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Book of Christmas customs, and story of modern arrival

Charito Calvachi Wakefield, who lives in Pennsylvania but was born and reared in Ecuador, was often asked by nieces, nephews and others to explain the Christmas traditions of her native land. Soon she realized that most people know little of the culture of Latin America, least of all its religious traditions. She turned this insight into a project resulting in a book and compact disk containing the Christmas traditions, music, prayers and stories, in Spanish and English, of 25 Latin American countries.

Paintings for the book were done by Fernando Reinoso of Ecuador. They are splendid examples of folk art. The painting on our cover is “The Magi,” while “The Nativity” is on page 3. Painted in the magical realism so popular in Latin America, the pictures blend old and new, East and West.

“Everyone needs a star that guides and brightens the way of life,” writes Jesuit Fr. Marco Ruada in an introduction. “Just as the three kings did long ago, we all search for the Lord of Love through paths that are at times dark and obscure, through roads that lead us near dangerous cliffs, and, upon occasion, through paths of peace and harmony.”

Called Navidad Latinoamericana/Latin American Christmas, the handsome book/CD costs $19.95 (plus $3.50 postage), and is available from Latin American Publishing, 235 Orange St., Lancaster PA 17602 or by phone: 717-399-7543.

Once there was a little girl named Xiangwei (SHAN-way),” begins another beautiful little book titled Our Baby from China, by Nancy D’Antonio (Albert Whitman & Co., Morton Grove, Ill.; or from the author at 212-666-1107: $13.95 plus $3 shipping).

“On the other side of the world, in America, we were sad because we didn’t have any children,” the story continues, the “we” being D’Antonio and her husband, Gary. They wrote to the Chinese government asking for a little girl. “After many months your picture came in the mail. We knew immediately that we loved you.”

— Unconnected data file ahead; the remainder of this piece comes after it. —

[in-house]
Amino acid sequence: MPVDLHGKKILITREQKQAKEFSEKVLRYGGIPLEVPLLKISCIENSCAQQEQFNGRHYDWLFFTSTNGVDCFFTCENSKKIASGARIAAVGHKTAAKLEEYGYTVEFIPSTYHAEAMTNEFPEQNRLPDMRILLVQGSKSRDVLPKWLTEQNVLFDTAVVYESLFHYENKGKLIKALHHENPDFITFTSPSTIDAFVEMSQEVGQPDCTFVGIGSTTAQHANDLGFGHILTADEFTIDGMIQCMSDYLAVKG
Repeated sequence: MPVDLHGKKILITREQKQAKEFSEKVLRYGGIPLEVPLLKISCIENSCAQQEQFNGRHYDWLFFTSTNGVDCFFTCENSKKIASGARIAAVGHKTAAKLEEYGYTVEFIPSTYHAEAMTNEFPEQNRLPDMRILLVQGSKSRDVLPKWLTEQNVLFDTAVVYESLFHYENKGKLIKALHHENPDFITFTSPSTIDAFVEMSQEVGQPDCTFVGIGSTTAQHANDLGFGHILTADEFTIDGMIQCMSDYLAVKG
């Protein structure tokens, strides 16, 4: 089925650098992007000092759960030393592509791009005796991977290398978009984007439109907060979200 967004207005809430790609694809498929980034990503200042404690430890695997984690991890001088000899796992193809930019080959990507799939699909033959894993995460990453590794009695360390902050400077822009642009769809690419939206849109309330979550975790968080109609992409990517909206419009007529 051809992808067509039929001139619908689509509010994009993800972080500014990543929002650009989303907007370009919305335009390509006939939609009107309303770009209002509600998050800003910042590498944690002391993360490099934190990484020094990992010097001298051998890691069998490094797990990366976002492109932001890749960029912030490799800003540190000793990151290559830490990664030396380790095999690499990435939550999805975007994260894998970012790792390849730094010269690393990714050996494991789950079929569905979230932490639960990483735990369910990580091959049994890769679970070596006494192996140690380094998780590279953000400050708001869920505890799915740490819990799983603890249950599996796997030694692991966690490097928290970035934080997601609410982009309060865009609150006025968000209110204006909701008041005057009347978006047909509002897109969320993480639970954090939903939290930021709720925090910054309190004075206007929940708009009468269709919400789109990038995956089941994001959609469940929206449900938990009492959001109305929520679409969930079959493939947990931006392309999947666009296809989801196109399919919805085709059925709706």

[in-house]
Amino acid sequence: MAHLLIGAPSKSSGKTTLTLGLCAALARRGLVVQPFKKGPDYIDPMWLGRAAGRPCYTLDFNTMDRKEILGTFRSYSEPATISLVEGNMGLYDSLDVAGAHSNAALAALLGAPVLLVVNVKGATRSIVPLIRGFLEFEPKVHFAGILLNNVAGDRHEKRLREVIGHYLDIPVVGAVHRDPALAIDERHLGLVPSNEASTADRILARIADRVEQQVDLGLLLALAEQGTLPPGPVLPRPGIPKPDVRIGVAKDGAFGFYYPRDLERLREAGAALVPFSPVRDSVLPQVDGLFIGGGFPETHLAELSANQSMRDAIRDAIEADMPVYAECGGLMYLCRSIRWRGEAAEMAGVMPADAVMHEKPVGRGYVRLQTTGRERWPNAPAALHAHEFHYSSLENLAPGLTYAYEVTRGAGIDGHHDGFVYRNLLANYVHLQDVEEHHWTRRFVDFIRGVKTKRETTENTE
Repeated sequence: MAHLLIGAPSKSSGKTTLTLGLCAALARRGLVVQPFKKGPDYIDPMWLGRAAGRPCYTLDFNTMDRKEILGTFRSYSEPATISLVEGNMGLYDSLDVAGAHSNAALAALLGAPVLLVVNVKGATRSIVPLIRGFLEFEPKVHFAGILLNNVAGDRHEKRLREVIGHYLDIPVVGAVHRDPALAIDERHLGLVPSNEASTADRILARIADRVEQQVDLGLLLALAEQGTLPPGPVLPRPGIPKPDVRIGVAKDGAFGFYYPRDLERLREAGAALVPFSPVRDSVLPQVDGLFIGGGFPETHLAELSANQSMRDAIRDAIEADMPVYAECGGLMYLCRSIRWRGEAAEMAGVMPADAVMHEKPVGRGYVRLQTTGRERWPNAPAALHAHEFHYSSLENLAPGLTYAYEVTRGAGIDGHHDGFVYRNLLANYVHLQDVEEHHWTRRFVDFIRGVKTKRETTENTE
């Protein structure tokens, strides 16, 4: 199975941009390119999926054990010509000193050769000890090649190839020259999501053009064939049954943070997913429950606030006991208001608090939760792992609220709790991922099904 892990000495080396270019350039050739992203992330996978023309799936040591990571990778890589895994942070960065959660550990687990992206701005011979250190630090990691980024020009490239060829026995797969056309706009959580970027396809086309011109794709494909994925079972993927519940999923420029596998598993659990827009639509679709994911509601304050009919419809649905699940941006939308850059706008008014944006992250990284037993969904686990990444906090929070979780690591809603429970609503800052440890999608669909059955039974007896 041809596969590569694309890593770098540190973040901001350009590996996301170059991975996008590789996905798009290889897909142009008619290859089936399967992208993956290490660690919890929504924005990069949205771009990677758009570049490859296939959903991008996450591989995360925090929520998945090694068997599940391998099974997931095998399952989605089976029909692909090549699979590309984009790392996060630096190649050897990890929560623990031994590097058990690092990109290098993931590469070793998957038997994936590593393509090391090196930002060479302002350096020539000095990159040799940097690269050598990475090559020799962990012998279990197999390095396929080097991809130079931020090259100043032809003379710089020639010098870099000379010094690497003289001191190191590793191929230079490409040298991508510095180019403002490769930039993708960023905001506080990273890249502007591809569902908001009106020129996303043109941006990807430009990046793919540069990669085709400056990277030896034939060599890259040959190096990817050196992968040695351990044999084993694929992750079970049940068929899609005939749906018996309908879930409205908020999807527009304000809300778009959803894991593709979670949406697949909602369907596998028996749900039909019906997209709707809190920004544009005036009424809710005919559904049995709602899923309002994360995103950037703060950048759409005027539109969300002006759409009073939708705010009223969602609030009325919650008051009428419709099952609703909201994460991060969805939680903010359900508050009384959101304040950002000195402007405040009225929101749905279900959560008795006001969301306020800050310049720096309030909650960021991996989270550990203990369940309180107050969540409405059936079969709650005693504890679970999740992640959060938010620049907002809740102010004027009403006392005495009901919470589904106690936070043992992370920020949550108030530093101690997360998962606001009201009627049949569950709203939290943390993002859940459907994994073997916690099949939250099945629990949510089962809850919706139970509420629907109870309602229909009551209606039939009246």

This is not War and Peace or even Moby Dick. It began as a birthday gift by D’Antonio to her little adopted daughter, a cut and paste job, snapshots from the fateful journey, with simple sentences for a child to understand. But it turned out special and the publisher put it in hard cover and it is selling like hot-cakes, says Grandpa Bill D’Antonio, a minor character in the story. The reason is not hard to find: The beguiling tale is many childless parents’ dream.

It is also in spirit a Christmas story.

The prospective parents first toured China because “we wanted to see the country where you were born.” There are pictures of the Forbidden City and the Great Wall. Then finally there was the orphanage and a Mrs. Sun and the baby Xiangwei. “We lifted you up together, hugged you. ... Now we were a family of three.”

Looking so proud, they went sightseeing with their new baby. They had a farewell party. Then the long trip back to the USA, and meeting the folks and starting a new life. It’s as close as we usually get to a happy ending -- or beginning.

Those who have lived in El Salvador often marvel at Salvadorans’ ability to organize and to elicit something positive out of awful circumstances. Such is the case with the story by Paul Jeffrey on page 13 about the founding of Monseñor Oscar Arnulfo Romero University in a war-torn area north of the country’s capital of San Salvador. Francisco Acosta, one of the founders of the university, now lives in Maryland and is drumming up support among North Americans. Donations can be sent to the Peace International Foundation at 704 Ludlow St., Takoma Park MD 20912.

We at NCR wish all our readers a happy and holy Christmas. It is a pleasure and privilege to be in contact with you every week. May we all be enabled to ride merrily into a new year full of promise.

National Catholic Reporter, December 19, 1997